Mobile TV is poised to take off next year, predicts Azzedine Boubguira, DiBcom VP of marketing and business development.
"We believe the hockey stick effect will happen around the end of 2009," he said. Still, he acknowledged that mobile TV reality hasn't lived up to the rosy forecasts of industry boosters.
"People wanted mobile TV overnight, but it's a complicated ecosystem," he said. "You have to answer questions like who pays for what, the business models, the encryption technology — these things have all slowed the market.
"Now we have the standards, spectrum availability," he said. "With the [analog TV] switch off next year, frequencies will be available. The encryption standard has been defined. The technology exists — it's not a matter of technology."
The business model for mobile TV is still an open question: free-to-air or pay TV? Boubguira foresees a combination of free and pay models.
"The two can succeed," Boubguira said. "Japan and Korea are free to air. In Europe, they're talking about subscriptions for €3-€6 per month. Then, there’s the number of channels — the choice is what's going to make mobile TV technology succeed or fail."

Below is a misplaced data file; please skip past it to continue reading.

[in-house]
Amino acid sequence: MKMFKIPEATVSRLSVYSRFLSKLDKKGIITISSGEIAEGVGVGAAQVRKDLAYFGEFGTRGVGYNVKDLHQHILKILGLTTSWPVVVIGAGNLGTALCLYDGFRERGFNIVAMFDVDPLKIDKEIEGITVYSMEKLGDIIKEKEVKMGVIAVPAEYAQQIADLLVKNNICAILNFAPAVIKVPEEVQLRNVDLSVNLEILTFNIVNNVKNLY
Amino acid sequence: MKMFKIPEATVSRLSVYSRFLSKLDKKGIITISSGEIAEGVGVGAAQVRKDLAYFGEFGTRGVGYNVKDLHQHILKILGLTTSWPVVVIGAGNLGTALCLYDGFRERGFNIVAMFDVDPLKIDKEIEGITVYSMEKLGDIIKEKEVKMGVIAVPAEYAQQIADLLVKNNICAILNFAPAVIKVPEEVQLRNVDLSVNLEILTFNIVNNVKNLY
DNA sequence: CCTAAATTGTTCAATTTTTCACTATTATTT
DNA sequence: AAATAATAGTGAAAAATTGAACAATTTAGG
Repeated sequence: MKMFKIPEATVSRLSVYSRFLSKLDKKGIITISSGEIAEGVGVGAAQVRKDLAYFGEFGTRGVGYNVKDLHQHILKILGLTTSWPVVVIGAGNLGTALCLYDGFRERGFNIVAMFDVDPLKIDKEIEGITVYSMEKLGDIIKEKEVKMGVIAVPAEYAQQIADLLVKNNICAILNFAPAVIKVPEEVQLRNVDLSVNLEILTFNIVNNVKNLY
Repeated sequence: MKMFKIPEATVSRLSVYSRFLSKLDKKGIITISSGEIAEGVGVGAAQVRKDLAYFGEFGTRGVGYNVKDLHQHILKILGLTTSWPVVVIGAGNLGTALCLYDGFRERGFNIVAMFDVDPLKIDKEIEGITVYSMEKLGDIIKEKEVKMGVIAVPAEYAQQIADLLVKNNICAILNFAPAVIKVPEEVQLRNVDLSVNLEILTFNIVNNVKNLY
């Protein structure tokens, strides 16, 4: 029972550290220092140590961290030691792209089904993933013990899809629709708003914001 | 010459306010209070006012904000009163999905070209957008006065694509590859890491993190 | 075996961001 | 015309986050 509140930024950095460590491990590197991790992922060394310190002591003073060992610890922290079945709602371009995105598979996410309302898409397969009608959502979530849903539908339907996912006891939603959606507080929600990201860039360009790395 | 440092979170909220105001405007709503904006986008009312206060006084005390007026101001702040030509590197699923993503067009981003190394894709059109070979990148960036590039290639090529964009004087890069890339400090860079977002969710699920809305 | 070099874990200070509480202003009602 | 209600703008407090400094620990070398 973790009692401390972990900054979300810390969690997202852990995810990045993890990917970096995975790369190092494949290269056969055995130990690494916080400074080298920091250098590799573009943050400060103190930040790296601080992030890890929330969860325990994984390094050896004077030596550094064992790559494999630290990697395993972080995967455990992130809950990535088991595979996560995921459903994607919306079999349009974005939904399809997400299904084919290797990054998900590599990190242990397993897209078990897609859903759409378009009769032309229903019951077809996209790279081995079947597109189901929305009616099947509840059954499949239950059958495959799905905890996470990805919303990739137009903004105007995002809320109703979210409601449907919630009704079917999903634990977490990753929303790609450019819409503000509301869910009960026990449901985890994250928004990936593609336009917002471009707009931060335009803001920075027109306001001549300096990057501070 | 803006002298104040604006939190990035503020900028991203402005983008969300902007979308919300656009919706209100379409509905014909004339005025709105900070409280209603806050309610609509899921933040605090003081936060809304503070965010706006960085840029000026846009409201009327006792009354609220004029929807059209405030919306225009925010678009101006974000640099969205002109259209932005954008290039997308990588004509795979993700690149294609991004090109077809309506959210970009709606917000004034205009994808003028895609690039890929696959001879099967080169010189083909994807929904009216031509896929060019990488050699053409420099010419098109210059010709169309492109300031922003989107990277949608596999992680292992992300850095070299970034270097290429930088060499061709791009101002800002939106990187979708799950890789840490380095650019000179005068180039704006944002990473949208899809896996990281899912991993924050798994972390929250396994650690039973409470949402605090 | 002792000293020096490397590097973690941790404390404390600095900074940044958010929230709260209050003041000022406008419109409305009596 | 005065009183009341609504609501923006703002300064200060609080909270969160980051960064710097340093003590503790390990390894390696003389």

Satellite mobile TV, slated to come online in 2009 via the recently launched ICO G1 satellite, will further drive the mobile TV market.
"For a large country like the U.S., it's costly to cover the whole country with antennas," he said. "That's where satellite comes in. Satellite mobile TV is what was chosen in China because of the size of the country. And satellite works in the 2GHz spectrum, which is more available than UHF. That lets you launch services quicker."
It all sounds good, but what are the mobile TV facts on the ground? Boubguira sees reasons for optimism there as well. "In France, there was an auction for 13 channels," he said. "There were 36 applications. It shows there is really interest from the industry."
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